As the evidence supporting global warming continues to mount up, more and more people are choosing to switch to public transport to help protect the environment. However, there are still a number of drivers who are unwilling - or unable - to switch to public transport in the hopes of preserving the planet, whether because they live in a rural area or simply enjoy driving as a pastime.
Alternative fuels are part of a drive to help meet these demands while protecting the environment, as well as ensuring that drivers can stay on the roads if fossil fuels run out.
Ever since the first Toyota Prius rolled off the production lines in Japan back in 1997, plug-in and hybrid cars have appeared to be a very real solution to the challenges of green motoring.
The government has been keen to encourage adoption of all-electric vehicles, offering subsidies of 35 per cent off the cost of a car (up to a maximum of £5,000) and 20 per cent off the cost of a van, (up to a maximum of £8,000). The long list of the vehicles that qualify for the grant (almost 30 cars and nine vans) reflects the growing popularity of this alternative fuel option, as well as the high levels of innovation on the part of various car companies.
Some of the names (such as Tesla and Edison) hark back to the 19th century pioneers of electricity and seek to cast these latest developments in the same light, although it remains to be seen whether they will achieve the same ubiquity as gramophones and light bulbs.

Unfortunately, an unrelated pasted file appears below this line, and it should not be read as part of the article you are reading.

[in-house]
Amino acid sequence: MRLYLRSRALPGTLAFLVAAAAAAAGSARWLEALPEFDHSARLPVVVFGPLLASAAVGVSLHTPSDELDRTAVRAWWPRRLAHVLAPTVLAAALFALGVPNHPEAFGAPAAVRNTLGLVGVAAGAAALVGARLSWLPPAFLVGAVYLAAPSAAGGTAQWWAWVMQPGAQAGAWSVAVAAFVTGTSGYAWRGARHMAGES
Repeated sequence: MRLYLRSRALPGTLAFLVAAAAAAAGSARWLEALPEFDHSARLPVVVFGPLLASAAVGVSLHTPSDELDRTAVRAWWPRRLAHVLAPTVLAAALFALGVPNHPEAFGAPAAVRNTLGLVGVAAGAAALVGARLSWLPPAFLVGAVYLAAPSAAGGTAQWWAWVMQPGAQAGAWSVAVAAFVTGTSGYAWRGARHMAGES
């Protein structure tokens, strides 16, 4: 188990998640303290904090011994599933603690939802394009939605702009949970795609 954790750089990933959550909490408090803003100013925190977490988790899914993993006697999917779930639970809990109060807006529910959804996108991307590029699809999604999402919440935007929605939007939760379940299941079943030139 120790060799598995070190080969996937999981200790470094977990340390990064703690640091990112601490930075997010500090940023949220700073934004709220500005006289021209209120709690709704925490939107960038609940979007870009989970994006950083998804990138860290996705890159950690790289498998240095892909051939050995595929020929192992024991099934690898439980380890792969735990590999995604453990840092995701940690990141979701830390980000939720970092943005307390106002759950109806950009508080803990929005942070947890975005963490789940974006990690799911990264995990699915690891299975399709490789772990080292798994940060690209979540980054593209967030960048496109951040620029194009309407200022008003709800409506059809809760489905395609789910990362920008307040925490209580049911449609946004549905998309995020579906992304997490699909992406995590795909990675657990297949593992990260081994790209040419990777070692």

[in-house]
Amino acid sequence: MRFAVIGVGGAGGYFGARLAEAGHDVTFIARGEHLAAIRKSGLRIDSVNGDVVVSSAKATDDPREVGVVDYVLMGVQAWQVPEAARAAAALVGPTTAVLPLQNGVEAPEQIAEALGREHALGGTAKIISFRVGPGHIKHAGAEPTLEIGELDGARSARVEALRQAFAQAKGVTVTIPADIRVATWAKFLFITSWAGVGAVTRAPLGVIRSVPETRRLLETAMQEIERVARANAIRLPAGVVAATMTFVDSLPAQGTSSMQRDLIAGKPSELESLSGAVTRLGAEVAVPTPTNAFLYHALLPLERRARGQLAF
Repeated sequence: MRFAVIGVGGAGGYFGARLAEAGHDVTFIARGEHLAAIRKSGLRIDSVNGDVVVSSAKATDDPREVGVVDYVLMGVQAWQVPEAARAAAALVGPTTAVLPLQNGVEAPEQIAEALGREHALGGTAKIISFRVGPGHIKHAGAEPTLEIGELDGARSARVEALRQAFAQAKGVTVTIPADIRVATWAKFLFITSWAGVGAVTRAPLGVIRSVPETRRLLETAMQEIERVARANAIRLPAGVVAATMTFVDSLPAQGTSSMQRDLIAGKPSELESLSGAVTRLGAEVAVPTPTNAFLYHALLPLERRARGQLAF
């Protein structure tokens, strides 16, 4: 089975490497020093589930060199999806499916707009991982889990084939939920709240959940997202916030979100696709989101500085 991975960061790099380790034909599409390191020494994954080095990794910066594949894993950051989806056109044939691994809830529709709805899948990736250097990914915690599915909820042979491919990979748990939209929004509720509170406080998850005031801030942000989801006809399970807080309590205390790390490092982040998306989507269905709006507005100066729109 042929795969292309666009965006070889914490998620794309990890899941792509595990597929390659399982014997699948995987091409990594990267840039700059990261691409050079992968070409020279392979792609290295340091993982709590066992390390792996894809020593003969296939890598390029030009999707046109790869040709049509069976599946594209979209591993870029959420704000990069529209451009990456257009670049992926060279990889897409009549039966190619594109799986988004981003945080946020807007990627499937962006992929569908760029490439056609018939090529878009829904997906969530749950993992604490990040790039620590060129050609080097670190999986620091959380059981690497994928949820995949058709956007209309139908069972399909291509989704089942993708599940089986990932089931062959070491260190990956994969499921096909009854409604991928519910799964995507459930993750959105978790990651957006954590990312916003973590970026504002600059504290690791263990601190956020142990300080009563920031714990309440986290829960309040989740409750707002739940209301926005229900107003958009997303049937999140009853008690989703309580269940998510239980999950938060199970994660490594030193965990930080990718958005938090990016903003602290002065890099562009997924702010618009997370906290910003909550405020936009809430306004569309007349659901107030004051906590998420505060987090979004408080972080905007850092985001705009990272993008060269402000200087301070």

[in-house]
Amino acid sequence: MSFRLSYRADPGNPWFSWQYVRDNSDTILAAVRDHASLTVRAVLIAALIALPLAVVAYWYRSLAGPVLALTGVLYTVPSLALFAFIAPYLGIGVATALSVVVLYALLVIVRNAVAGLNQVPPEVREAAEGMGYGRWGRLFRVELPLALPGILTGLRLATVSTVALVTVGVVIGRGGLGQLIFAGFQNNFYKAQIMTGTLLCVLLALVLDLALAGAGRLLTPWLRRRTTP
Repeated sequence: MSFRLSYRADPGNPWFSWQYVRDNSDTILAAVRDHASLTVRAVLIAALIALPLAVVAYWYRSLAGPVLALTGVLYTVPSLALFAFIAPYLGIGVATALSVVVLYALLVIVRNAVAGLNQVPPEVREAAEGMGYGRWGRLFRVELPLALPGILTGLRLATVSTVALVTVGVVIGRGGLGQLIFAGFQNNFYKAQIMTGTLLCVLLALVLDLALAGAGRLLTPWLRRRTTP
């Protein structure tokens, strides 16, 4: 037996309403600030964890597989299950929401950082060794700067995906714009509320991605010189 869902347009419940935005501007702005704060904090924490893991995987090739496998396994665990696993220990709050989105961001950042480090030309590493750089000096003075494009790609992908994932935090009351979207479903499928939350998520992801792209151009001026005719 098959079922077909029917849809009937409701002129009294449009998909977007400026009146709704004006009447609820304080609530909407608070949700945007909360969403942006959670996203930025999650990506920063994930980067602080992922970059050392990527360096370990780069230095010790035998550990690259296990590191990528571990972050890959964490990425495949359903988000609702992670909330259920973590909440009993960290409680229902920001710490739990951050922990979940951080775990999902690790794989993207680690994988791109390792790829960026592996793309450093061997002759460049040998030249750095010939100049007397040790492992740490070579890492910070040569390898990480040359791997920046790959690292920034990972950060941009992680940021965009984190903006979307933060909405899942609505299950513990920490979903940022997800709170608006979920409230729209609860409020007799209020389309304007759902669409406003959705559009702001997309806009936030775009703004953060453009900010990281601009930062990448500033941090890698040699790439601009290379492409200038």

The main problem with electric cars in environmental terms is that they are only as clean as the electricity used to power them. In other words, if the electricity is largely generated by using fossil fuels such as coal, then there is little benefit to making the car itself electric.
Of course, it is possible to change the fuel supply chain independently of the cars themselves, but this must happen for electric cars to reach their full environmentally friendly potential.
Another popular option, particularly in developing countries that do not have their own sources of crude oil, is bio-diesel.
It is made from vegetable oil, used cooking oil, or animal fats and works similarly to conventional diesel produced from crude oil. The main difference is that when it is burnt, it is releasing carbon dioxide that was already circulating in the carbon cycle, rather than trapped for millions of years as is the case for fossil fuel.
Therefore, the argument goes, it is not adding extra carbon to the overall amount in the earth’s atmosphere.
The biggest limitation of biodiesel is its relatively high cost compared to its crude oil-based counterpart. Where large amounts of waste oil can be secured cheaply or for free, this is less of a problem, but the infrastructure to achieve this is nonexistent in many areas.
A variant on the theme of biodiesel is using fuel made from ethanol to power cars. This is particularly popular in areas where large amounts of fermentable crops are grown, such as Brazil (the second-largest user and producer after the US), where fuel made from waste sugarcane has been in use since the 1970s.
However, it is possible for a country that is too heavily dependent on ethanol as a fuel to create food shortages by dedicating too much of its agricultural land to fuel crops, particularly since ethanol provides less energy than petrol or diesel, meaning more of it is needed. If arable land is at a particular premium, then this can have all the negative effects of creating a farming monoculture for cash crops.